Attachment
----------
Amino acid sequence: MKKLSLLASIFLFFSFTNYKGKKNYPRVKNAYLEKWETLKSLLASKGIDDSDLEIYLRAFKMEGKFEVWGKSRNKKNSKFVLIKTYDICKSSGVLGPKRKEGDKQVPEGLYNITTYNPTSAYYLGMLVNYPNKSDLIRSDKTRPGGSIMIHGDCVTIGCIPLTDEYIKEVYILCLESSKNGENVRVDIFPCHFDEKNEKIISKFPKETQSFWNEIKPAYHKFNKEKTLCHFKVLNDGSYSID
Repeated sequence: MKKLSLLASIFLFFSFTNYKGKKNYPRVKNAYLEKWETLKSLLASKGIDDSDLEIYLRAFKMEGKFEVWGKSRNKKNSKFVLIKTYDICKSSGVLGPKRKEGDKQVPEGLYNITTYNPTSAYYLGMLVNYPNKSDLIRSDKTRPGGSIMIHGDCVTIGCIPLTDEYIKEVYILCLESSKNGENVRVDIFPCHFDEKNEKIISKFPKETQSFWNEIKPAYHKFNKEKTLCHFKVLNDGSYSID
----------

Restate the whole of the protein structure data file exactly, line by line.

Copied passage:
Amino acid sequence: MKKLSLLASIFLFFSFTNYKGKKNYPRVKNAYLEKWETLKSLLASKGIDDSDLEIYLRAFKMEGKFEVWGKSRNKKNSKFVLIKTYDICKSSGVLGPKRKEGDKQVPEGLYNITTYNPTSAYYLGMLVNYPNKSDLIRSDKTRPGGSIMIHGDCVTIGCIPLTDEYIKEVYILCLESSKNGENVRVDIFPCHFDEKNEKIISKFPKETQSFWNEIKPAYHKFNKEKTLCHFKVLNDGSYSID
Repeated sequence: MKKLSLLASIFLFFSFTNYKGKKNYPRVKNAYLEKWETLKSLLASKGIDDSDLEIYLRAFKMEGKFEVWGKSRNKKNSKFVLIKTYDICKSSGVLGPKRKEGDKQVPEGLYNITTYNPTSAYYLGMLVNYPNKSDLIRSDKTRPGGSIMIHGDCVTIGCIPLTDEYIKEVYILCLESSKNGENVRVDIFPCHFDEKNEKIISKFPKETQSFWNEIKPAYHKFNKEKTLCHFKVLNDGSYSID